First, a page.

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The Third Wave of Judicial Activism: Overturning the Political Process

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A recent Supreme Court order restored the erstwhile Congress-led government of Arunachal Pradesh of Nabam Tuki. The order is both questionable in its rationale and speaks of the dangers of the increasing judicial overreach. The fact that the very next day, the state Governor ordered Nabam Tuki to prove his government’s majority on the floor of the assembly by the following day, should come as a rude wake-up call to the long-protected sanctity of the Supreme Court, since the Governor’s action displays disenchantment of the political process with the judicial decision.

There have been a series of orders and judgements by the courts that show that the judicial interference with the policy-making processes of the executive and the legislature has intensified in the recent years. However behind this intensification is not the mere policy overreach of the courts – which has been an issue for the last 25 years – but its new political overreach. It is this new kind of judicial overreach that threatens to spell the end of the apparent moral sanctity of the judiciary. The decline is captured aptly in Finance Minister, Arun Jaitley’s statement that “step by step, brick by brick, the edifice of India’s legislature is being destroyed” by the judiciary.1

The reasons behind this lie in a system of intellectualized governance encouraged by regimes like the Congress and the AAP that promote the dictatorship of the technocrats and has led to the sharp autonomy and politicization of what used to be neutral-government institutions. In the case of judiciary, this further combines with the failure of the judiciary to understand that, irrespective of whether it is right or wrong, it must desist from interfering in the politics of the country and the policy work of the government.

From Judicial Activism to Political Overreach

The evolution of the Indian judiciary in the post-Independence period traces its history from being a mere passive third arm of the government (mainly during the Nehruvian period) to being in a mode of institutional difference with the government (during the early Indira Gandhi period) and finally of assuming the mantle of an activist judiciary (after the PIL was launched and citizens supposedly began to engage with the judicial process).

During the Nehruvian period, the judiciary was seen as upholding the interests of the elite landowners and the propertied classes and had little to do with social justice. However, after the 1970s, during the phase of Indira Gandhi government, there was a marked change in the judiciary’s relationship with the executive as the court began to intervene in social matters, sometimes overriding executive authority. This became even more pronounced after the Emergency phase, when the judiciary and the executive became actively opposed to each other.

With the launch of the Public Interest Litigation (PIL), the judiciary’s power of review was transformed into judicial activism. The PIL became an instrument whereby the judiciary was seen as privileging the rights of the poor who previously had little access to the courts. It was based on procedures that were non-adversarial, epistolary jurisdiction (whereby, the court could accept petitions through letters), and where poor had a locus standi. The judiciary was now seen as supporting the pro-poor Directive Principles as opposed to the individualistic Fundamental Rights. Many judges themselves, like Justice PN Bhagwati, have characterized this activist judiciary as supporting, not merely the PIL, but the more socially-involved Social Action Litigation (SAL).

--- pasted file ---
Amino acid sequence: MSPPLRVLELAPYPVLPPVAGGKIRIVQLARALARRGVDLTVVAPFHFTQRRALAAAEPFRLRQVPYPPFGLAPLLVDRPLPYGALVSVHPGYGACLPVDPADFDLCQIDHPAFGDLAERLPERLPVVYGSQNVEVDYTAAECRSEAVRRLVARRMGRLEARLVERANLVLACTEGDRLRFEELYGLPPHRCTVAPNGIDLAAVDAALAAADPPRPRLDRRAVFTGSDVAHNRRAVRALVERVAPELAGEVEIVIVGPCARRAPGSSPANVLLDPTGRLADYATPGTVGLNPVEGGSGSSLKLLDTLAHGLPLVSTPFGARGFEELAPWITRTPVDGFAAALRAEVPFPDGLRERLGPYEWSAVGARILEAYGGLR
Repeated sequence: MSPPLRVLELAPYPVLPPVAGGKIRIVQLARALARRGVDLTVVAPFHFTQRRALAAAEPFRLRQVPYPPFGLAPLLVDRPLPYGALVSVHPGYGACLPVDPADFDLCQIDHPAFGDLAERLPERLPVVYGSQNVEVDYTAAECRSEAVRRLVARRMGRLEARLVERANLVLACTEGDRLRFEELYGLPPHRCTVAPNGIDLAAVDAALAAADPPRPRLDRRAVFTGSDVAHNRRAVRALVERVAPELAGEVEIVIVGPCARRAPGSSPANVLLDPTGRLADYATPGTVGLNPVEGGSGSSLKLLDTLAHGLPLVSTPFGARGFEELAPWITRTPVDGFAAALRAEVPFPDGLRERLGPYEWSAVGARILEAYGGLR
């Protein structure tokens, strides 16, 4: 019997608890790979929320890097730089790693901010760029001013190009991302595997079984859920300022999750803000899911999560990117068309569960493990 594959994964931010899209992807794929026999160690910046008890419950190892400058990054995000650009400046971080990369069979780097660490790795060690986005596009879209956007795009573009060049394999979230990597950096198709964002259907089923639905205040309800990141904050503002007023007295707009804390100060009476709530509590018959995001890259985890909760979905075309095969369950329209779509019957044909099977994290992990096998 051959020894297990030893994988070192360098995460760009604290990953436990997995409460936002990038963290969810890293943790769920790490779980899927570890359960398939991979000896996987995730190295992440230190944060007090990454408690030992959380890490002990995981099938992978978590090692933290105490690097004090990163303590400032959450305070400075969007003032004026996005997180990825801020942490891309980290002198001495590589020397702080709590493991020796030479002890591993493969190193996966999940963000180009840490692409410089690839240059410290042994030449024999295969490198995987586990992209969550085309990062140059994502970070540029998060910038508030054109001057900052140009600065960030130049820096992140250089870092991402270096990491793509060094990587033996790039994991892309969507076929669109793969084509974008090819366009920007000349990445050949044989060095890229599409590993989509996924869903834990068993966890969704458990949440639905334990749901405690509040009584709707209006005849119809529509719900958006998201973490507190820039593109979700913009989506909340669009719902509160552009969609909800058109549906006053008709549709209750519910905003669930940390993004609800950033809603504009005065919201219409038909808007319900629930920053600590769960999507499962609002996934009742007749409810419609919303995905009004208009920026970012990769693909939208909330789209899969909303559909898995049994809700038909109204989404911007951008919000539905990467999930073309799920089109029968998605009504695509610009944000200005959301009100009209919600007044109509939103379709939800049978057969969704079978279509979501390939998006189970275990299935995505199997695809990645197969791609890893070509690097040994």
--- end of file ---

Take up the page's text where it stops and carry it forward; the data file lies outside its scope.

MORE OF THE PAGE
The activist mantle of the judiciary was also supported by the launch of the era of coalition politics post-1989, which weakened the power of the executive to take politically difficult decisions in order to please their constituencies, thereby enhancing the power of the judiciary to assume the role of social and developmental activism.

However, if this evolution of the judiciary was really that progressive then how is it that the net result we see now is a worsened delivery of justice and a corrupt regression of the judiciary itself?

This is because the image of an activist judiciary is a very polarized and romanticized version of judicial history that has come down to us – mainly from the Left-liberal intellectuals like Upendra Baxi, Rajeev Dhawan, Indira Jaising et al. In reality, the post-1985 era of ‘judicial activism’ had nothing to with the citizens or the poor and everything to do with the activists. It marked the beginning of the rise of secular, Left-oriented intellectuals and activists who began to take-over the perspectives of the judiciary and many of the autonomous regulatory judicial institutions. Combined with its status as the supreme upholder of the Constitution, this provided a life of its own to the judiciary and it began to intervene freely in the policy matters of governance, which should have been the domain of the executive and the legislature.

This judicial activism has continued steadily for the last 25 years and has now precipitated into something completely unparalleled and very regressive – the judiciary has started playing politics for the last year and a half. And the fact that it has gone unnoticed in the media shows that the trend is dangerously insinuating itself in our society.

Dangerous Judicial Overreach

This trend is becoming more visible now because the Modi government is taking strong corrective action in dismantling the false politics that got institutionalized in the name of secularism and liberalism. However, the power of judiciary has gone unchecked for a long time.